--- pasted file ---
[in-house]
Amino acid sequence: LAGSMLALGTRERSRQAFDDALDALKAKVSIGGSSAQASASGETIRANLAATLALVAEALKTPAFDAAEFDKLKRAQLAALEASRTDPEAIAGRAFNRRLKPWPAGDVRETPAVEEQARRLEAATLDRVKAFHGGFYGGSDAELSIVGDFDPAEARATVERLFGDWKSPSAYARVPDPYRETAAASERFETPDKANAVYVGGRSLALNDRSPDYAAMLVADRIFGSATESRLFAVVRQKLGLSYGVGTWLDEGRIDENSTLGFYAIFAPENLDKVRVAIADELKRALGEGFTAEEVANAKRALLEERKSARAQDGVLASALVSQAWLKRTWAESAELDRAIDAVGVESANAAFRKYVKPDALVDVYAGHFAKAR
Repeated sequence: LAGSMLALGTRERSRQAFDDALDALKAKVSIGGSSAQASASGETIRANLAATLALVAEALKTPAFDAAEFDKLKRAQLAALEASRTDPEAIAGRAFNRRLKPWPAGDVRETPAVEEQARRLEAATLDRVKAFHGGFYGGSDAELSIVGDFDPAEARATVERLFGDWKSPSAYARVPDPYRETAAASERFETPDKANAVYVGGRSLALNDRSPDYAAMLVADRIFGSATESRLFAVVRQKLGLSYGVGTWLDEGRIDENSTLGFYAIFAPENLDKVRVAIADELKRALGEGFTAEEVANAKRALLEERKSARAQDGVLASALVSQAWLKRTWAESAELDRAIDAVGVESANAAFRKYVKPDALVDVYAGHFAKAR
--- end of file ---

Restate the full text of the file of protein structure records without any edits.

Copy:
[in-house]
Amino acid sequence: LAGSMLALGTRERSRQAFDDALDALKAKVSIGGSSAQASASGETIRANLAATLALVAEALKTPAFDAAEFDKLKRAQLAALEASRTDPEAIAGRAFNRRLKPWPAGDVRETPAVEEQARRLEAATLDRVKAFHGGFYGGSDAELSIVGDFDPAEARATVERLFGDWKSPSAYARVPDPYRETAAASERFETPDKANAVYVGGRSLALNDRSPDYAAMLVADRIFGSATESRLFAVVRQKLGLSYGVGTWLDEGRIDENSTLGFYAIFAPENLDKVRVAIADELKRALGEGFTAEEVANAKRALLEERKSARAQDGVLASALVSQAWLKRTWAESAELDRAIDAVGVESANAAFRKYVKPDALVDVYAGHFAKAR
Repeated sequence: LAGSMLALGTRERSRQAFDDALDALKAKVSIGGSSAQASASGETIRANLAATLALVAEALKTPAFDAAEFDKLKRAQLAALEASRTDPEAIAGRAFNRRLKPWPAGDVRETPAVEEQARRLEAATLDRVKAFHGGFYGGSDAELSIVGDFDPAEARATVERLFGDWKSPSAYARVPDPYRETAAASERFETPDKANAVYVGGRSLALNDRSPDYAAMLVADRIFGSATESRLFAVVRQKLGLSYGVGTWLDEGRIDENSTLGFYAIFAPENLDKVRVAIADELKRALGEGFTAEEVANAKRALLEERKSARAQDGVLASALVSQAWLKRTWAESAELDRAIDAVGVESANAAFRKYVKPDALVDVYAGHFAKAR